As Japan has so much to offer, it’s worth taking a trip to see different parts of the country. If you speak only a little or no Japanese, the prospect of such a journey can be daunting. However with the right planning, you can visit any destination from touristic cities to lesser-known spots.
With a JR Pass, foreigners entering Japan for sight-seeing can travel around the entire country at a discount. You can purchase a pass for seven, 14, or 21 days to best fit your travel plans. With the pass, you pay nothing for travel on most trains (including bullet trains) as well as some local buses, ferries, and subways lines in major cities.
To save even more money, or if you’re in Japan as anything other than a temporary visitor, traveling by bus is an option. Buses are far cheaper than trains, but as they take much longer, they are best for reasonably short distances.
As a foreigner, you can save money on plane tickets by booking domestic flights while you’re still outside Japan. If you want to visit the extremes of the country, this is definitely your best option.
Make sure you arrive with plenty of cash or a plan to withdraw from an ATM as many places you may expect to take credit cards do not. You can usually find ATMs that accept foreign cards in 7-Eleven convenience stores and post offices.
Also bear in mind that currency from ¥1 to ¥500 is in coin form. Come prepared with a coin purse.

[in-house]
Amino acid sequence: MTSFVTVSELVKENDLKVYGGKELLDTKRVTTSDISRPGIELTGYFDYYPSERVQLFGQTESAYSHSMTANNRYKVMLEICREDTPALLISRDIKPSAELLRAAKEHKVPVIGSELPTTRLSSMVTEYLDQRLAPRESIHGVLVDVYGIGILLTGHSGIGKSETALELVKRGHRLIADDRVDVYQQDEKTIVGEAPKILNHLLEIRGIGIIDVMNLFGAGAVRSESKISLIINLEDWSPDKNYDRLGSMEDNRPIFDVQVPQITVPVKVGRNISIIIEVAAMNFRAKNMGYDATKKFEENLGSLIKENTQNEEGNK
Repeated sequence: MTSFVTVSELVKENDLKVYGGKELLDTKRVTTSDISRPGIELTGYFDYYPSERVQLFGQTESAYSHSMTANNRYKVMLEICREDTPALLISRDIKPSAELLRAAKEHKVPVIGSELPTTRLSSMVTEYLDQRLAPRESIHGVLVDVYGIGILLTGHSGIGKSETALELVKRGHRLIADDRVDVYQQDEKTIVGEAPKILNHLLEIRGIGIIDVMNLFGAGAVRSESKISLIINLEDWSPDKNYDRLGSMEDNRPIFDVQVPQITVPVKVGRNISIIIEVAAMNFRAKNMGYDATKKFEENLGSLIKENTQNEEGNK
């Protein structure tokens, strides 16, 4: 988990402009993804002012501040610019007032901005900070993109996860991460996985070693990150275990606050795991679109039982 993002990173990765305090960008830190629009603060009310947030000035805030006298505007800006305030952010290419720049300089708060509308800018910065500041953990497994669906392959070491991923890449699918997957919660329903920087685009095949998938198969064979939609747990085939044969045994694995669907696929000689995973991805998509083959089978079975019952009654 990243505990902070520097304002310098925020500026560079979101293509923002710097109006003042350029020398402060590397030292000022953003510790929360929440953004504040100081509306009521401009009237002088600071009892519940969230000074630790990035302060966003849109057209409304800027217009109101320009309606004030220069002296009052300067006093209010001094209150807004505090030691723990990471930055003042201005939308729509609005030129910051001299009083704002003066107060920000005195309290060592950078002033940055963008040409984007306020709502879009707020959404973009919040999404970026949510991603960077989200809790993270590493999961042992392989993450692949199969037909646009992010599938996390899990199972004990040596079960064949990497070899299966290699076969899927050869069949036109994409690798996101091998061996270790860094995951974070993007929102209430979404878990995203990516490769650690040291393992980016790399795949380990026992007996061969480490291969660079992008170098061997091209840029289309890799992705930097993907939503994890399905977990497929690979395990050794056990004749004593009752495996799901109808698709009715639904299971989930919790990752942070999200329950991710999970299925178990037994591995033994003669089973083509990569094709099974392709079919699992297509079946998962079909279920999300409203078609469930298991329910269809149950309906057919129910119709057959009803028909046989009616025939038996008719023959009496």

There’s no need to limit yourself to places that offer a menu in English. Besides, this may be difficult in some parts of the country — and it could mean that you miss out on great local dishes. Download an app like WayGo and you’ll be able to read any menu. Having such an app will also be helpful in other situations when you need translations.
A pocket WiFi will ensure that you have a reliable, high-speed Internet connection wherever you go, even in remote areas. As well as making your trip more comfortable, this is key for being able to translate signs and check a map to ensure you don’t get lost, especially if you don’t read kanji.
Japanese conveniences stores are called konbini. You’ll find that they have everything you need, whether you want a quick snack or a lunch, personal care products or batteries. Plus, if you decided to forgo the pocket WiFi, they’re a top place to find free Internet.
Alternatively, you can find many essentials from vending machines. These dispense foods ranging from toasted sandwiches to instant noodles as well as items like umbrellas and gloves.
If you’ve never visited Japan before, be ready for a culture shock. With so much to take in, it’s best to avoid rushing. Avoid trying to do too much and you’ll get much more out of your trip.